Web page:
Private religious schools flout equality laws – but remain open


Religious private schools that have repeatedly failed their legal equality duties have nevertheless been allowed to remain open – often with leaders still in key positions, Schools Week can reveal.

The latest batch of inspection reports from Ofsted list two such schools ignored rules set out in the 2010 Equality Act and failed to mention either sexual orientation or gender reassignment to their pupils.

One of these, Vishnitz Girls School, an Orthodox Jewish school in Hackney, north London, was warned both in October and November last year that it had failed to “pay enough regard to developing respect and tolerance” for those protected under the Act, especially LGBT people. A follow-up report from Ofsted in May found that nothing had changed.

The inspection in October established that school leaders were aware they were not meeting legal standards.

“The proprietor and leaders agree that the school’s policy on the protected characteristics means that the school cannot meet these standards,” concluded the report.

Another school, Bnos Zion of Bobov, also a Jewish school in Hackney, was similarly failed, for making “no reference to protected characteristics for sexual orientation and gender reassignment”.

Secularist campaigners have now claimed that the Department for Education, which is responsible for monitoring independent schools that do not belong to a formal association, is not being clear enough that schools will be closed if they do not abide by equalities law.

“If schools are not willing to meet the required standards and are found to be failing time and time again, proper sanctions must be implemented,” said Jay Harman, an educations campaign manager at Humanists UK.

If schools are not willing to meet the required standards and are failing time and time again, proper sanctions must be implemented

The finding follows investigations by Schools Week revealing the rising numbers of independent schools which have been issued improvement notices by the government in the wake of substantial regulatory failings.

At least 131 notices were issued last year – up on 120 from 2015 – and the government is now pledging to publish the documents online.

According to guidance on regulating independent schools, “schools that do not meet the standards must improve so they do meet them, or close”.

If a school found to be failing any of the independent school standards does not improve, the DfE has the power to take it off the register, making it a criminal offence to remain open.

Nineteen non-associated private schools – which means they do not belong to an association such as the Independent Schools Council – have now had their Ofsted reports released since the purdah was lifted after the end of the election.

Of the nine religious schools in that number, six either failed to meet the independent school standards or were given a ‘requires improvement’ or ‘inadequate’ rating from the inspectorate, Schools Week analysis shows.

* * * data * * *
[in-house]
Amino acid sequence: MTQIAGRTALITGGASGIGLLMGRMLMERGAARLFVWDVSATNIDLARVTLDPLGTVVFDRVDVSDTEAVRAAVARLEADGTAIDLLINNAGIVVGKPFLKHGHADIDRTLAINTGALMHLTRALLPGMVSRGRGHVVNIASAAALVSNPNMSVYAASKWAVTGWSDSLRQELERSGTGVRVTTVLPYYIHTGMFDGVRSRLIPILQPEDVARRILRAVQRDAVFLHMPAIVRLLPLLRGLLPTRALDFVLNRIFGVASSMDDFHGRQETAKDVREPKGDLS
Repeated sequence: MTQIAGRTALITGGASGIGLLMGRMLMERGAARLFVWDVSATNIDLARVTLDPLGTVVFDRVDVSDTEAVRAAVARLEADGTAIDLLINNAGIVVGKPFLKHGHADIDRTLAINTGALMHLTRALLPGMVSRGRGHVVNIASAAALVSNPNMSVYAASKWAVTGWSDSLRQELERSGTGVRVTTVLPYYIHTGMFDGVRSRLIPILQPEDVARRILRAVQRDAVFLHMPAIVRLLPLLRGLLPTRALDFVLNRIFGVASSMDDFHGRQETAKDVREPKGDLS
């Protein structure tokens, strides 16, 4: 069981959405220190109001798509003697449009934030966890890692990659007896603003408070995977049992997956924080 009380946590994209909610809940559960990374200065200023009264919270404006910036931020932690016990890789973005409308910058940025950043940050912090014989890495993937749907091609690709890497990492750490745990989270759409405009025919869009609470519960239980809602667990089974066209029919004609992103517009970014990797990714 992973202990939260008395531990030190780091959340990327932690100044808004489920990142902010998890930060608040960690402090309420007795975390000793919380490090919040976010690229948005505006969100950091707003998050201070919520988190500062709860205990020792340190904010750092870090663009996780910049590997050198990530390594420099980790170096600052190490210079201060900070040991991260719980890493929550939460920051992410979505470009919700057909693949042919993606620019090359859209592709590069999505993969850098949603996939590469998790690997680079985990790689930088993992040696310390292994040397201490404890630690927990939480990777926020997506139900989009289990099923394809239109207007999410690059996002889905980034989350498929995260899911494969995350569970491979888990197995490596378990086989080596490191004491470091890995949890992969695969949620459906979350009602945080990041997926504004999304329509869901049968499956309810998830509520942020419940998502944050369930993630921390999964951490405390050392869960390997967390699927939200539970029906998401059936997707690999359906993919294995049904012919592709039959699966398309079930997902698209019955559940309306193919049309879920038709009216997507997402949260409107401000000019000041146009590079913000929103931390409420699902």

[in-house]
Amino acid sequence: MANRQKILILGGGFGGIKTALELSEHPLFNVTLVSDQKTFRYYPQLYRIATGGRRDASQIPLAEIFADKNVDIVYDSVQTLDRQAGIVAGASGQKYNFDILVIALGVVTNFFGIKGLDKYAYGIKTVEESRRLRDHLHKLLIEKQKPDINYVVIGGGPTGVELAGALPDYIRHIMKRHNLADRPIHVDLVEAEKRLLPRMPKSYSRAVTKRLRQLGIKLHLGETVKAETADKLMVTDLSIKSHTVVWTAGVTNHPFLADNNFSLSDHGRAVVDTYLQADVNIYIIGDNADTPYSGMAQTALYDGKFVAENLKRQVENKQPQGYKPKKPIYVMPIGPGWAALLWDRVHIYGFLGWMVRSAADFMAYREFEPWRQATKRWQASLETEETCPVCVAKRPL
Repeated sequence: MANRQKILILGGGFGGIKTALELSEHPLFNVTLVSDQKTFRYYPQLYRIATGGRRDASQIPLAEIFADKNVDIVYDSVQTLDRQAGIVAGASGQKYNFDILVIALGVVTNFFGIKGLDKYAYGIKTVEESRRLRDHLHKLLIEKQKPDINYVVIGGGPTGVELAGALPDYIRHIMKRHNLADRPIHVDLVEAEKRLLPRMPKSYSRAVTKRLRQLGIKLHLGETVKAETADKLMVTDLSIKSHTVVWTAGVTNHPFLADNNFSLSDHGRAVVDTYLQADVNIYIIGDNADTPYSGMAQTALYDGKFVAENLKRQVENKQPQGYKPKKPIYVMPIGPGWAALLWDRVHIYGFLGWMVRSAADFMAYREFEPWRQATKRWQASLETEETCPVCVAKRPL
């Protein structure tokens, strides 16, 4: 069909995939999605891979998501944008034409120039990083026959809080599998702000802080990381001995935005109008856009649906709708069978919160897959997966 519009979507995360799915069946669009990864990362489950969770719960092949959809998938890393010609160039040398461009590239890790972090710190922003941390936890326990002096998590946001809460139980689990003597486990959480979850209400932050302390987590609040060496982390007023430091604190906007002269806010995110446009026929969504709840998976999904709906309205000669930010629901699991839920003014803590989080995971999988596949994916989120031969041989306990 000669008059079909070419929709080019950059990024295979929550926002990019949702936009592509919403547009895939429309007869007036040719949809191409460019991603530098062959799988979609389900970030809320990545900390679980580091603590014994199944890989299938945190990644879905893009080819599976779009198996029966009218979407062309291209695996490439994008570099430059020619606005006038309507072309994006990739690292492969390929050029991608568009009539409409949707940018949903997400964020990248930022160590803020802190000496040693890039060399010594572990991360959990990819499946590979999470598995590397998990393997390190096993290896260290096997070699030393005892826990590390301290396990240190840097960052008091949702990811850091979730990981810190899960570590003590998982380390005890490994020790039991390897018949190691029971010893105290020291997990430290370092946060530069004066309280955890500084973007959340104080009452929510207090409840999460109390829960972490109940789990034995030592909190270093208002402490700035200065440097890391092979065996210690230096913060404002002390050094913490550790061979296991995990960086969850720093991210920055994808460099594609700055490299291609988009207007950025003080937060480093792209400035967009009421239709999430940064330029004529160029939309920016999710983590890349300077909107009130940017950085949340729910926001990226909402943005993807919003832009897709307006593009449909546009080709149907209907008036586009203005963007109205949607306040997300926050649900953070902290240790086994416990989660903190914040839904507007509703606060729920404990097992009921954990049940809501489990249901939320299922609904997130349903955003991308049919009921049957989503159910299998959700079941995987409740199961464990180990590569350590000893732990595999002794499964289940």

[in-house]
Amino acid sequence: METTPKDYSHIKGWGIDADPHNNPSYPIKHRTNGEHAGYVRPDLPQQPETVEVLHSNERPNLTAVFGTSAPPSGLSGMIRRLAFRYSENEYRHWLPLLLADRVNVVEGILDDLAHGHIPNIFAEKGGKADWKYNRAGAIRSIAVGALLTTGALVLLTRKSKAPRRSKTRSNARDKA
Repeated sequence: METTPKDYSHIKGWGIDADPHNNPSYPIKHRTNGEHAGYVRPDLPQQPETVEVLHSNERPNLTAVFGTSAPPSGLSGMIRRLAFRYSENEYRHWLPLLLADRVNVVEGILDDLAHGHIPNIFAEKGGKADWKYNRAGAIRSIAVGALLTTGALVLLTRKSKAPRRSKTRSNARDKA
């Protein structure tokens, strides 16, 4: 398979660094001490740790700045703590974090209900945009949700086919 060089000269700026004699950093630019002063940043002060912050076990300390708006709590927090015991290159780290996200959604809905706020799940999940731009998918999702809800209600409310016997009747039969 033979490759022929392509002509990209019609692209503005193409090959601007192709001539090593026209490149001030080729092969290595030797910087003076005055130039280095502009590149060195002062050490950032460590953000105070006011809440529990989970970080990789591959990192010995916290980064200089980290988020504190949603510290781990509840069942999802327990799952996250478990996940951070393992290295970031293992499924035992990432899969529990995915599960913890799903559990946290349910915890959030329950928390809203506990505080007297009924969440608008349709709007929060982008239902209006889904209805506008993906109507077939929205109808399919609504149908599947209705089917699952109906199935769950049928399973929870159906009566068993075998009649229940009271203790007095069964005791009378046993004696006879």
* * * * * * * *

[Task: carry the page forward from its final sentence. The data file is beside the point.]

Another religious school, All Saints School in Norfolk, failed because it was not fully meeting the needs of special educational needs pupils. It had failed before, in November last year, over health and safety checks.

Five religious private schools also had a previous Ofsted rating, after independent schools regulated by the DfE were included in Ofsted’s common inspection framework in 2015. But three of those five have seen their grade fall. In each case, their rating dropped due to a lack of progress for pupils.

The Marathon Science School in London and Buckhole Towers School in Dorset fell to grade three, while the New Life Christian Academy in Hull dropped to ‘inadequate’.

Two non-associated religious schools did manage to improve their grade: Al Huda Girls School in Birmingham and Cruckton Hall School both received a grade two.

Ofsted currently inspects the performance of 323 non-associated religious private schools, out of a total of 1,076 non-associated private schools.

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  1. Sally

    Not very surprised that faith schools insist on teaching according to their faith, and they should be allowed to do so. Not only would this show tolerance of differing ideas on morality and ethics (more so than Humanists imposing their ideas on everyone, despite embracing tolerance as an ideal) but it is also legally their right as religion is also a protected characteristic.

    • Totally agree. The tone of this article is as intolerant as the issue it is seeking to highlight. The implied intolerance is intolerance of anyone holding any views that are in accordance with any religious faith.

      It comes down to what any one person defines as evil. If humanists define any religious faith as an evil to be eradicated, then they will be rabidly intolerant of anyone who seeks to live and practice their lives in accordance with a faith in God. “Tolerance’ then becomes a cloak to mask their own intolerance.

      It just so happens that millions of people believe that some of the things we are being asked to teach our children are evil. We have a right to that opinion and a right as parents to resist someone else who has no relationship to us or our kids telling them what to think.

  2. The government and others should stop showing intolerance to religious people. Allow parents to teach their children their own believe providing it is not hate. We can agree or disagree concerning people lifestyle and believe. Without been hateful.